A lease is a binding contract between the tenant and the landlord. Once it is signed, both parties are in agreement that the duties stated within the document will be performed for the length of time that is stated in the lease.
There are usually ways out of the lease. For instance, within the body of the contract, there is often verbiage that refers to what needs to happen in order to legally break the lease. Each landlord and property management company will have varying requirements.
To walk away from the rental property and disregard the lease altogether is not the best way for a tenant to go about his or her business, regardless of the circumstances. In fact, this method can lead to some legal troubles.
The best option? Do things the right way. Sometimes things come up. Sometimes a tenant has to move for a new job. Or, perhaps the tenant just has reasons for needing to go elsewhere. Whatever the reason, there is a legal way to handle it.
Open Communication. Allowing free communication between the landlord and the tenant is a great way to know when something comes up. The more unapproachable the landlord is, the more likely a tenant may be to up and leave. Discuss the particular situation and see if you can come to an agreement based on the available options.
These options may include:
- Continue paying off the lease until the rental property can be re-rented.
- Paying a lump sum, generally equivalent to a couple of months’ rent – as well as the forfeiture of the security deposit.
- Subletting your rental property. Though, this is not the most recommended method when it comes to tenants breaking a lease.
If an agreement cannot be made or if the lease fails to spill out clear details, legal guidance may be sought.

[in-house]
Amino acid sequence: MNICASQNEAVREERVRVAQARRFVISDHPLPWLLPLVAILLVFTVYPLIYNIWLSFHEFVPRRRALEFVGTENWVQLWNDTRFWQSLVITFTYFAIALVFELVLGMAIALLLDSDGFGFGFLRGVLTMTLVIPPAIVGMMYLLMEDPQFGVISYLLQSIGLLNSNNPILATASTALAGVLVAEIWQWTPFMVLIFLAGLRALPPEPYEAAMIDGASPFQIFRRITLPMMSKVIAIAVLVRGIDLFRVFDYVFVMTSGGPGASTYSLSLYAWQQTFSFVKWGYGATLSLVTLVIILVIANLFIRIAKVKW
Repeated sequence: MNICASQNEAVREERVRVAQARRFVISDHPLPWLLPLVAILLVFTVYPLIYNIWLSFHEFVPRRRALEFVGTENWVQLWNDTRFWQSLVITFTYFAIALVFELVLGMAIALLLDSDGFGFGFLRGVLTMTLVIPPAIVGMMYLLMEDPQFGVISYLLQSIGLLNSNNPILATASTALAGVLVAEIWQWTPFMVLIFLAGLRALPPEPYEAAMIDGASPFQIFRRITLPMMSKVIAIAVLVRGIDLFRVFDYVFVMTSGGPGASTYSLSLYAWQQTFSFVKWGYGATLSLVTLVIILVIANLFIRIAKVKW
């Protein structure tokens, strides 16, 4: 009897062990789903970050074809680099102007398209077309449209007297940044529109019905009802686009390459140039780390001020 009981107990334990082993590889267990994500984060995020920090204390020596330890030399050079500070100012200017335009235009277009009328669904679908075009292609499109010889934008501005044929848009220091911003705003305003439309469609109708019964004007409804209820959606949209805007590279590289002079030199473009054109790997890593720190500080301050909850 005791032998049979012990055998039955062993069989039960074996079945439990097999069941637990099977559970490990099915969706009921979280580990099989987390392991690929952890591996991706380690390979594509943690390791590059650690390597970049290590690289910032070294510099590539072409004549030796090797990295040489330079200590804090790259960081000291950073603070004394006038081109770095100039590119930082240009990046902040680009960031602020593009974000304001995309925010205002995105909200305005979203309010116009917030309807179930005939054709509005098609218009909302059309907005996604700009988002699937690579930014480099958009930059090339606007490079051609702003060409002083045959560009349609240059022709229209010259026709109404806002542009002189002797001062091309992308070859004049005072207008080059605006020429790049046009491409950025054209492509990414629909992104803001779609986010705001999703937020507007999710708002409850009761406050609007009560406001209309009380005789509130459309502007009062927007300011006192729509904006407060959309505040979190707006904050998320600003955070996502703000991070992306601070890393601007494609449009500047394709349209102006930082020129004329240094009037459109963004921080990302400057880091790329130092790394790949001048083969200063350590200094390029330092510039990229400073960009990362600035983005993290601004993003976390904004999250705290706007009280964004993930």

Did you know that a tenant can break the lease – legally – without any issue when the landlord or property manager does not do as stated?
Yep. Just as a landlord can evict a tenant when they don’t pay rent, they need to live up to his or her part of the agreement.
So, in what situations may a tenant be able to scoot on out legally? If the landlord or property manager fails to…
- Follow health and safety codes, thus providing less-than habitable conditions.
- Follow Fair Housing laws.
- Provide running water at all times.
- Perform necessary repairs.
- Keep common areas tidy (for instance, in the case of apartment complexes)
- Provide privacy to the tenants.
These are just a few of the reasons. Therefore, make sure that, as a landlord, you follow your end of the deal when it comes to the lease agreement. Otherwise, you may find yourself with vacant property.
Finally, tenants can legally leave and break the lease if they are on active military duty and receive orders. Or, if there is a report of domestic violence at the residence.
The lease agreement is a great guide for most termination instances. However, situations may arise that don’t fit neatly in the body of a standard lease agreement. This requires both parties to discuss how to properly – and legally – terminate the lease. Working together allows the situation to flow smoothly.
Marina Shlomov, a managing partner at ALH|Podland Realty and Atlanta Rental Homes Property Management is the author of many articles on Landlording, Real Estate, Rental Property Management, Atlanta Property Management, and Real Estate Investing. A residential builder in the state of Georgia since 1999, Marina is an investor herself. Her Atlanta property management company is intended “For Investors” and “By Investors” for a simple reason – she knows what investors’ goals are and she works hard to reach their goals. In her spare time, Marina likes to spend time with her family, friends, garden, read and travel. Check her out at www.alhpodland.com. You can find Marina’s articles and comments at @rentalhomesatl on Twitter, on Facebook, Google+, Blogger. and YouTube, BiggerPockets and REI CLub and LinkedIn.